Sunday brought an eight-hour scheduled power outage throughout Ferry County so my hosts wanted to "get out of town," so to speak. We headed up to Sherman Pass for an hour or two of huckleberry picking and then wandered east toward the Kettle River. We decided to head south to Inchelium and travel the Silver Creek Road that is a birding route from Inchelium to Keller. It was hot and after two o;clock so were were in the birding doldrums and didn't see much. At some point we reached a turn-off to the north with a sign to Frosty Meadows. I had not heard of it and could not find any reference to it in Opperman (Birders Guide to Washington), although the map on page 464 does show a portion of Wilmont Creek Road. But my birding companions remembered it being part of a WOS trip the year the WOS conference was in Republic and had heard Ken Knittle mention it recently. None of us had been there so we decided it was time to see it. This is on the Colville Indian Reservation and follows Little Wilmont Creek. Frosty Meadow is extensive and can be easily birded from the road. A scope would be helpful but not required. The creek runs close to the road for the most part so that is where it's bushy. Lots of swallows were flying over the meadows. We saw one GOLDEN EAGLE. We also saw CALIFORNIA QUAIL, CEDAR WAXWING, RED-EYED VIREO, CATBIRD, PACIFIC SLOPE and GRAY FLYCATCHERs, ROBIN, COMMON YELLOWTHROAT, YELLOW and MacGILLIVRAY's WARBLERS, and NORTHERN FLICKER. RED-NAPED SAPSUCKER was heard. We thought that was pretty good for a hot 4 p.m. It was obvious that this is probably the Ferry County hot spot during migration. Once the road connects to Bridge Creek Road, it's a ten mile drive back to the Sanpoil River and Highway 21. On the way back north to Republic, we watched 50+ COMMON NIGHTHAWKS near Thirty Mile Road. When we got back to Republic, my hosts dug out their notebook from the WOS conference and sent along this description of the conference field trip that included Frosty Meadow. I am assuming that Friedlander Meadows warrants a birding trip, too. I am including the WOS field trip description here for anyone who wants to print it out and keep it for reference.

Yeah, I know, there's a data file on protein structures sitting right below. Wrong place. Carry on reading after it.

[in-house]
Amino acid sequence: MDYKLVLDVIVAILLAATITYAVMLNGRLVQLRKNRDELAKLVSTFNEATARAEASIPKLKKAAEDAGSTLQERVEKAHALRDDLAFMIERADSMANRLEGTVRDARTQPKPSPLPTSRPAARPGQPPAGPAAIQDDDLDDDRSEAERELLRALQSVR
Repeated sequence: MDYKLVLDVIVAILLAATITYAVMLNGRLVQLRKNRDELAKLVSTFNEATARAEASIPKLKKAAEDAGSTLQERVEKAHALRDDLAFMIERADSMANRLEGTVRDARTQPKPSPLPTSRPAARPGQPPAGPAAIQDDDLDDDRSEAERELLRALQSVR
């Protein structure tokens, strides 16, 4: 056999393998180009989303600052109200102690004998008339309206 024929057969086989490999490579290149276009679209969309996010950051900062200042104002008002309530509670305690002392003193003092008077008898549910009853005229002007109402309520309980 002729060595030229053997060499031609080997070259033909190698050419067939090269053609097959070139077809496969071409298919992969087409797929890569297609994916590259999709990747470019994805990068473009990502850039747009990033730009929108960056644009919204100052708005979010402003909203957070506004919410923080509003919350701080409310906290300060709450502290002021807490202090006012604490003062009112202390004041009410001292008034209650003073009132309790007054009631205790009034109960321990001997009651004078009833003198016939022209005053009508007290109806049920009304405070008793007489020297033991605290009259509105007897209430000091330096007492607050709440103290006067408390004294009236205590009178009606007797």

Carol Riddell Edmonds